Kubernetes Security Concepts

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Kubernetes security covers several areas:

  1. The Kubernetes cluster must provide infrastructure and configuration capabilities that ensure the API sever is only accessible to authenticated identities. Once the identity of the caller is established through authentication, the Kubernetes cluster must ensure that access is limited only to resources that are supposed to be accessible to the authenticated identity and the access is denied for all other resources.
  2. Kubernetes clusters runs arbitrary applications in pods, and they must provide mechanisms that prevent a possibly malicious application from accessing node and network resources it is not supposed to access. This subject is covered by Pod and Container Security section.
  3. Kubernetes expects that all API communication in the cluster is encrypted. This subject is covered in Transport Security section.

API Server Authentication - Identity while Accessing the Cluster

The identity while accessing the Kubernetes cluster is associated with a (usually human) user, authenticated as part of the request handling, that uses an external CLI tool such as kubectl, or with a service account, which provides identity to pods and containers running inside the pods that make API requests as part of their logic. If an API request is not associated with any of these identities, it is treaded as an anonymous request. The available API request authentication strategies are described below.




Users are sometimes referred to as "users accounts" or "normal users". There is no "User" Kubernetes API resource, and users cannot be added through an API call. It is assumed that a cluster-independent service manages users. That service can be implemented as a username/password file, a user store like Google Accounts, or an administrator that distributes private keys. When the authentication credentials are presented to the API server, the API server extracts the user name from the credentials (e.g. from the common name field in the "subject" of the certificate, "/CN=alice"). Explain how the Kubernetes authentication token is associated with such a request.

User Operations


Service Account


Processes in containers inside pods can contact the API server, and they need an identity when doing so. A service account provides the identity for processes that run in a the pod. Processes will authenticate using the identity provided by the service account. By default, in absence of specific configuration, the pods will authenticate as the default service account in the namespace they are running in. A specific service account name can be specified in the pod manifest. Also see Non-Default Service Accounts below.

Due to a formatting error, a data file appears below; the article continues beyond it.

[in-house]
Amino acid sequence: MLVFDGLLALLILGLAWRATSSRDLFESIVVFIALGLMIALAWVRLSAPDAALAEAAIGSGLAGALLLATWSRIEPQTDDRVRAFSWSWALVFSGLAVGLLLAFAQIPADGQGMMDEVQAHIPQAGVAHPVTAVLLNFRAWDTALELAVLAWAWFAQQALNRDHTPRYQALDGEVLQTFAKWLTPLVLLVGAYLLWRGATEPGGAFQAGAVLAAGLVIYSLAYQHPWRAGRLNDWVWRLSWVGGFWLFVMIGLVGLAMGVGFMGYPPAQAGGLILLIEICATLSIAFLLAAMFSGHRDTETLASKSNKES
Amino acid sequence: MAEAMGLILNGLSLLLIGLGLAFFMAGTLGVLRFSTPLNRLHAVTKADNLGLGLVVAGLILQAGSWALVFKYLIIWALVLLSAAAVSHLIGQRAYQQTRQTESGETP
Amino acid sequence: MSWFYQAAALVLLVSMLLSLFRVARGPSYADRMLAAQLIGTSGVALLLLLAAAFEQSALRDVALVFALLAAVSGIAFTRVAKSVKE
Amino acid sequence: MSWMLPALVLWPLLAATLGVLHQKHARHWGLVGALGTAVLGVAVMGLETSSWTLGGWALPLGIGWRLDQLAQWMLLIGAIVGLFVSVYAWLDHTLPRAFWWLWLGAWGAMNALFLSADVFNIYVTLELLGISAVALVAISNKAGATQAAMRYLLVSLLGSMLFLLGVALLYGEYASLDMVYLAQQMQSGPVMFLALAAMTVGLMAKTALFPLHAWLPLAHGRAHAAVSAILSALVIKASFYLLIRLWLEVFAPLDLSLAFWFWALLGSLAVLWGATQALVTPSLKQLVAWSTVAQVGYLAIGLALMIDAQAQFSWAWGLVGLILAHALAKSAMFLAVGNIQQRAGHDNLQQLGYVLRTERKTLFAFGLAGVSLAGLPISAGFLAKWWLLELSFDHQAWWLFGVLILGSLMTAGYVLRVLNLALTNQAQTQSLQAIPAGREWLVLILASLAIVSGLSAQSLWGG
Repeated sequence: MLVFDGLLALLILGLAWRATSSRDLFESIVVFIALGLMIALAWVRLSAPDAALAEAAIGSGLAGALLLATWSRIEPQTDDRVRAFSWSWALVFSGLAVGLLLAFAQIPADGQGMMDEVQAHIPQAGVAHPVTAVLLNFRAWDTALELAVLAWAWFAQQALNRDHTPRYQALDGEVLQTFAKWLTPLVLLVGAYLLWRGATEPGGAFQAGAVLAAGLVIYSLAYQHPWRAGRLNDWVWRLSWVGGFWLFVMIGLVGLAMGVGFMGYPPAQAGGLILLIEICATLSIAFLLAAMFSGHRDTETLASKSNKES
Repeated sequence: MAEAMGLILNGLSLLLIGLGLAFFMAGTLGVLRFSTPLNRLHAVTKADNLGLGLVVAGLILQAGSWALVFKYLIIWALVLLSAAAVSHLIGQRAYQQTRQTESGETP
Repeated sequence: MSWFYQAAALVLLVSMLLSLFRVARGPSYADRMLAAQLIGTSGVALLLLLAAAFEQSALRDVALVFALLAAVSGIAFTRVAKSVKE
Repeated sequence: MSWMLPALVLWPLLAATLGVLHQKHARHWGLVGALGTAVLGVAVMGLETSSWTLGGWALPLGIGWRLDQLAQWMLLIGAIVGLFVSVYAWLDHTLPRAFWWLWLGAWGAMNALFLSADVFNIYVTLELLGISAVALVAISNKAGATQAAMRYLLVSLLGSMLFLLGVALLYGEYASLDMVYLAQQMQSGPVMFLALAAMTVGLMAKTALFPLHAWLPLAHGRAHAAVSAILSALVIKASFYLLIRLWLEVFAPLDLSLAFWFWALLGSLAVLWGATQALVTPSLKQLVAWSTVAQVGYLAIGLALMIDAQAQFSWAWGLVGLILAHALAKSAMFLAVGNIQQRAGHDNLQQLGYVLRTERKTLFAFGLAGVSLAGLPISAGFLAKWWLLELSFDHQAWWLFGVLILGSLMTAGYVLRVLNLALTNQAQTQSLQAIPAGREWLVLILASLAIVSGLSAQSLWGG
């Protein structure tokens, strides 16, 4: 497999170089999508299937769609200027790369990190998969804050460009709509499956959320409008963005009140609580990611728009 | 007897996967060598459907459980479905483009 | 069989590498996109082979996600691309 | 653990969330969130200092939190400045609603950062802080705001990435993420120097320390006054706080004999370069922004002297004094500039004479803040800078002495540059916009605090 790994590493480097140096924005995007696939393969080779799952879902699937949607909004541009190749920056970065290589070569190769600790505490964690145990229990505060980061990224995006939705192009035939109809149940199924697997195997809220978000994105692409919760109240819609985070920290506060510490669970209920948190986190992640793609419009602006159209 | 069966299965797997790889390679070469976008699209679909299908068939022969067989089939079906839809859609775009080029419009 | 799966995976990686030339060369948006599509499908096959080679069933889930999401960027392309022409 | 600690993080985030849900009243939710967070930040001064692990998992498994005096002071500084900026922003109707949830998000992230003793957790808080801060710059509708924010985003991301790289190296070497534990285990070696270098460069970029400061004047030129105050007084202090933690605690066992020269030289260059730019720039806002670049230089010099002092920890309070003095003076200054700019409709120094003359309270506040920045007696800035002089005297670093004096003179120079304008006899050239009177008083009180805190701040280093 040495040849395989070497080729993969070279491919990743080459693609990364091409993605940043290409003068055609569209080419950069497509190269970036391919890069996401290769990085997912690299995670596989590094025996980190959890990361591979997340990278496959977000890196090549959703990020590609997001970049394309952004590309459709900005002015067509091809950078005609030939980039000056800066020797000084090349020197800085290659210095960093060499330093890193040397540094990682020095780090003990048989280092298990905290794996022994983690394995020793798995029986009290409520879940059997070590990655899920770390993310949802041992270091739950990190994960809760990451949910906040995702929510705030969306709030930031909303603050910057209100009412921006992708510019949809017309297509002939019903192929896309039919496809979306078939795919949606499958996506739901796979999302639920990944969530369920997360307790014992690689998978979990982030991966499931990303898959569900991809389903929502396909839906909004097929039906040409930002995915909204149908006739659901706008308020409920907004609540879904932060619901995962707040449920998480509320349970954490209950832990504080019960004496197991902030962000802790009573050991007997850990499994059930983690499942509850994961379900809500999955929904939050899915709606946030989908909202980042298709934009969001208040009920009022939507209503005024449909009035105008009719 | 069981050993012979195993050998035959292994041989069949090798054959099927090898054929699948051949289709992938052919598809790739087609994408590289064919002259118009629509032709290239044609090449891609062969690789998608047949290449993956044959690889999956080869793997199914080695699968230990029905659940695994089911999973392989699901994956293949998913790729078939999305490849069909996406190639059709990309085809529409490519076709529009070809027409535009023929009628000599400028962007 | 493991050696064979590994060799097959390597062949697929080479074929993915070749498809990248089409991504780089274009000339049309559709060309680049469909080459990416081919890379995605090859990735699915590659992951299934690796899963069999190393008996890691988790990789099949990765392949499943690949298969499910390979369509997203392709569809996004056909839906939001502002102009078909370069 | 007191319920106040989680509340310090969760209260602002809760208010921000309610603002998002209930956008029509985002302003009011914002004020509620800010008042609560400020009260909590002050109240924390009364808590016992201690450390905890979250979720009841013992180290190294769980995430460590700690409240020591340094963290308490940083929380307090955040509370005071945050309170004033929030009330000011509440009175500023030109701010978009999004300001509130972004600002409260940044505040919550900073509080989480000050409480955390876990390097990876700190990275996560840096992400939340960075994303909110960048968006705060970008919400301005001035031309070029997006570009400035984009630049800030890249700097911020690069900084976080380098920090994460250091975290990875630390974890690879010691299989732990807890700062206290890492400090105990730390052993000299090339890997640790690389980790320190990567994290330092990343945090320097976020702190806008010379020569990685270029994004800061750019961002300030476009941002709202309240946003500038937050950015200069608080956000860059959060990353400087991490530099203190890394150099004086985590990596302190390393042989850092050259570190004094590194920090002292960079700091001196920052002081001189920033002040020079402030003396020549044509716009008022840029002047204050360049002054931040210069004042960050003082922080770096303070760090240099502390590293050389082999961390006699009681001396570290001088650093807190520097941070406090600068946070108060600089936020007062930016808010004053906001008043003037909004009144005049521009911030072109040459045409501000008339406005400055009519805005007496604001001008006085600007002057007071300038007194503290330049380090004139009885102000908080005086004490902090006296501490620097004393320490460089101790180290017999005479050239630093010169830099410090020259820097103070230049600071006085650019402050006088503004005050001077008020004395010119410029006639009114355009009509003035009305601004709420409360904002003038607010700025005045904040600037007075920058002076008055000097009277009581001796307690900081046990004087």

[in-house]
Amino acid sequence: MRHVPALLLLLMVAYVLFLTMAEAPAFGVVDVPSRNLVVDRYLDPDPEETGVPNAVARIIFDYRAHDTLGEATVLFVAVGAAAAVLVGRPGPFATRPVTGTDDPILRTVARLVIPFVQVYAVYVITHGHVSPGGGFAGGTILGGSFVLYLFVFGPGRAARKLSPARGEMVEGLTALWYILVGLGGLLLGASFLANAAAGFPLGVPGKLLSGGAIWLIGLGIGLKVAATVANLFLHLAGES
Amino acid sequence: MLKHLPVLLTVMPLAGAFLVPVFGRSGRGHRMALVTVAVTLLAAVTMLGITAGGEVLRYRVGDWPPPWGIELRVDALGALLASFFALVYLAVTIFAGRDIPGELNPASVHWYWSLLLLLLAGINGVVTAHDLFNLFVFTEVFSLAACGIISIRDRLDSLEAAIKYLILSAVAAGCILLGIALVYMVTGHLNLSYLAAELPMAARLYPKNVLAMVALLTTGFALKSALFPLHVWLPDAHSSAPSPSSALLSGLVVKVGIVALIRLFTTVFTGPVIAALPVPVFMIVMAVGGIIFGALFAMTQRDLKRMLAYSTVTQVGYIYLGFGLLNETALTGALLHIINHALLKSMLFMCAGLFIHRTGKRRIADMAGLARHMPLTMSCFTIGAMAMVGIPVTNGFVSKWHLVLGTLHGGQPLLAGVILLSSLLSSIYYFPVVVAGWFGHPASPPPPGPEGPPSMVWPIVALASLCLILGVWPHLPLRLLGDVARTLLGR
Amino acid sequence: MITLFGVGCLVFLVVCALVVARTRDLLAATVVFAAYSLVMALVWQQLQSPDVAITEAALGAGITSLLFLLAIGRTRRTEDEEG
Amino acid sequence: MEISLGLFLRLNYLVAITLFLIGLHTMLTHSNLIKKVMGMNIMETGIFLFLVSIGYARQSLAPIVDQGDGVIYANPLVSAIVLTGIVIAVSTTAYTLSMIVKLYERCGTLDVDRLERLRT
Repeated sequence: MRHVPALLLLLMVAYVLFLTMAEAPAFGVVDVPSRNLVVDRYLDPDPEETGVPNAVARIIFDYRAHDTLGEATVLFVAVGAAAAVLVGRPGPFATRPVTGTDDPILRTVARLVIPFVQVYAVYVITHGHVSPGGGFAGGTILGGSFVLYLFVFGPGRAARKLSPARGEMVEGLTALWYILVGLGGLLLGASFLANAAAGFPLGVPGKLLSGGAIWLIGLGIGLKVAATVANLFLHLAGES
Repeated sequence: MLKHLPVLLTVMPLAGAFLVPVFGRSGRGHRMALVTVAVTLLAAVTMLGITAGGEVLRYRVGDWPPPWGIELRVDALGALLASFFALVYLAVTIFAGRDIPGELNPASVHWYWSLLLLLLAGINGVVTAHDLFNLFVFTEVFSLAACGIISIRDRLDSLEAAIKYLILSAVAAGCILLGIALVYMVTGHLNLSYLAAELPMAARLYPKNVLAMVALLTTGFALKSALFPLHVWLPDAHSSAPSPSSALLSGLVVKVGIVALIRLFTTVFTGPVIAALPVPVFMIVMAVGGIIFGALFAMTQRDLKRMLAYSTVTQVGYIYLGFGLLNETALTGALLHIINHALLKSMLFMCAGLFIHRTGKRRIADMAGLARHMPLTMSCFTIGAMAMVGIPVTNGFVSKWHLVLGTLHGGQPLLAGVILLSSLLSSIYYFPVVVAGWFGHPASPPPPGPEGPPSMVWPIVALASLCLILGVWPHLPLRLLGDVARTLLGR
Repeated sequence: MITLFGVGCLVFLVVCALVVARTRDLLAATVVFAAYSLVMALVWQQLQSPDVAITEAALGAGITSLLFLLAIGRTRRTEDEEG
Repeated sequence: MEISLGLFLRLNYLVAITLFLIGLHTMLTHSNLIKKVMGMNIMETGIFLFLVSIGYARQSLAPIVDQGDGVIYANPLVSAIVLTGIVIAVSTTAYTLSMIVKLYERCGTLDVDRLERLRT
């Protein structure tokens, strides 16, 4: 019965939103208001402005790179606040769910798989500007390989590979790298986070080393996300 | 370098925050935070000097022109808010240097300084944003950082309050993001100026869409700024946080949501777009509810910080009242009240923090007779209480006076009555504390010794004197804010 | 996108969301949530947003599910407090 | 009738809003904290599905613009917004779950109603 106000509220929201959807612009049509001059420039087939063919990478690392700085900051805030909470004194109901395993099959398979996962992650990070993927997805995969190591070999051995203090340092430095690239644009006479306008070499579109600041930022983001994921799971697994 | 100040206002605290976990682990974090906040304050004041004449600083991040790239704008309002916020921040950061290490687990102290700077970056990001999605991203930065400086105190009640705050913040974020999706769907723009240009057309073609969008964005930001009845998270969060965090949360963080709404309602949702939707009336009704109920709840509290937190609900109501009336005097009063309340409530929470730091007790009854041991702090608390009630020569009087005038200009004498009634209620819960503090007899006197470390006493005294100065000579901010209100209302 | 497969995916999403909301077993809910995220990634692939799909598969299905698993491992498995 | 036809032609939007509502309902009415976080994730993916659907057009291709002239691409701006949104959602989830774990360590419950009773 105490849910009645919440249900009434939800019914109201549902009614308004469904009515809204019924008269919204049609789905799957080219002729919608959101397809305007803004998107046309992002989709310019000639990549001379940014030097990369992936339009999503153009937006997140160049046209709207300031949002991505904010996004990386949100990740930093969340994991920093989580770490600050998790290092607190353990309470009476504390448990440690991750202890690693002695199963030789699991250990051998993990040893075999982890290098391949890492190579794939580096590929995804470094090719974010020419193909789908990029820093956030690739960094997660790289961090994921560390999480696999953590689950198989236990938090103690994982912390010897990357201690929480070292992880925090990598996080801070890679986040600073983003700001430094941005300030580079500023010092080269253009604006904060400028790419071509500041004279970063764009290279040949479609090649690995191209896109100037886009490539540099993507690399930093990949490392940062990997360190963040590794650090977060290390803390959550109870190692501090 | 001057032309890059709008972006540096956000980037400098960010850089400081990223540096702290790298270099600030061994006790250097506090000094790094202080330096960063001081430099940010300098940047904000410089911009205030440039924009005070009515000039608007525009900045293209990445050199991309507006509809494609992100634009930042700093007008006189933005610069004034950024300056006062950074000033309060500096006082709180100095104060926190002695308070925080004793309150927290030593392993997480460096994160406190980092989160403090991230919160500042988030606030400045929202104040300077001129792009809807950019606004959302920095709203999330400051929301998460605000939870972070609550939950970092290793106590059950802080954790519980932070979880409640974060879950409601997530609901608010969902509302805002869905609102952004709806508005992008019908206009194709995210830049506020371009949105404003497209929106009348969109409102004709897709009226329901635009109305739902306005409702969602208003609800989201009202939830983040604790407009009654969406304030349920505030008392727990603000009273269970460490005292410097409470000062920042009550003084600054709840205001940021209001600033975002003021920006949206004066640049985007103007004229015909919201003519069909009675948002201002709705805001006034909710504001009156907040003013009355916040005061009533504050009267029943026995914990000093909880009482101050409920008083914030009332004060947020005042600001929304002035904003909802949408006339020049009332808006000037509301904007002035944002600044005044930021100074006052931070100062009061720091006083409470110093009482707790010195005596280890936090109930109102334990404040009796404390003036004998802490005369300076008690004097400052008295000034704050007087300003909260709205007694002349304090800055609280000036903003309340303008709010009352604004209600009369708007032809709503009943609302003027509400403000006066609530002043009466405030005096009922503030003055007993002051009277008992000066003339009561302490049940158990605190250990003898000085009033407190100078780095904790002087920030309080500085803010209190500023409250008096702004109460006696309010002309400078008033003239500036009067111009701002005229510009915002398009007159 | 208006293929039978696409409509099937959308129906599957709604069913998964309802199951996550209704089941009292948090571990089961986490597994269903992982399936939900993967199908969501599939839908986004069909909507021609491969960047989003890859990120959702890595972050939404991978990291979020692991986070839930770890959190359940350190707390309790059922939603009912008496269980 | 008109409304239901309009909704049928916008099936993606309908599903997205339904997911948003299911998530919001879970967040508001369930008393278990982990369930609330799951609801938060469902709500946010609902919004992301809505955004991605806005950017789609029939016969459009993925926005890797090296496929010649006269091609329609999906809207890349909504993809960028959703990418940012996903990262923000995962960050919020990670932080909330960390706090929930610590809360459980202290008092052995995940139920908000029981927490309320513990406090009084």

Unlike users, the service accounts are resources managed by Kubernetes, in that there is a ServiceAccount Kubernetes API resource. Service accounts can be created via API calls, or automatically by the server. The service accounts are bound to specific namespaces. A service account is tied to a set of credentials stored as Secrets, which are mounted into the pod allowing the in-cluster processes to talk to the Kubernetes API. For more details on associating service account with secrets, see Service Accounts and Credentials below. Service accounts can be bound to specific roles. For more details on associating service account with roles, see Service Accounts and Roles below.

Service accounts are rendered in logs using their full name (e.g. "system:serviceaccount:blue:default)

kubectl operations can be conducted under the identity of a specific service account using kubectl --as option:

kubectl --as=system:serviceaccount:<namespace>:<service-account-name> -n <namespace> ...

A Secret of type kubernetes.io/service-account-token, which contains the system account token is automatically created when the Service Account is created. A kubectl context must be configured with this system account token to allow interaction under the identity of the System Account. For more details, see the Service Account Token section below.

Also see:

Pod Service Account

Service Account Token


Service Account Token.png

When a new Service Account is created, a Secret of type kubernetes.io/service-account-token is automatically created for the Service Account. Its name is listed in the Service Account's descriptor:

apiVersion: v1
kind: ServiceAccount
  name: some-sa
- name: some-sa-token-hqmmc

The service account token metadata includes the token itself, and the cluster's CA certificate:

apiVersion: v1
  name: some-sa-token-hqmmc
kind: Secret
type: kubernetes.io/service-account-token
  ca.crt: LS0tL...Cg==
  namespace: ZGlj...w==
  token: ZXlK...Zw==

Note that the token is base64-encoded in the descriptor and it will need decoding to be used as credentials.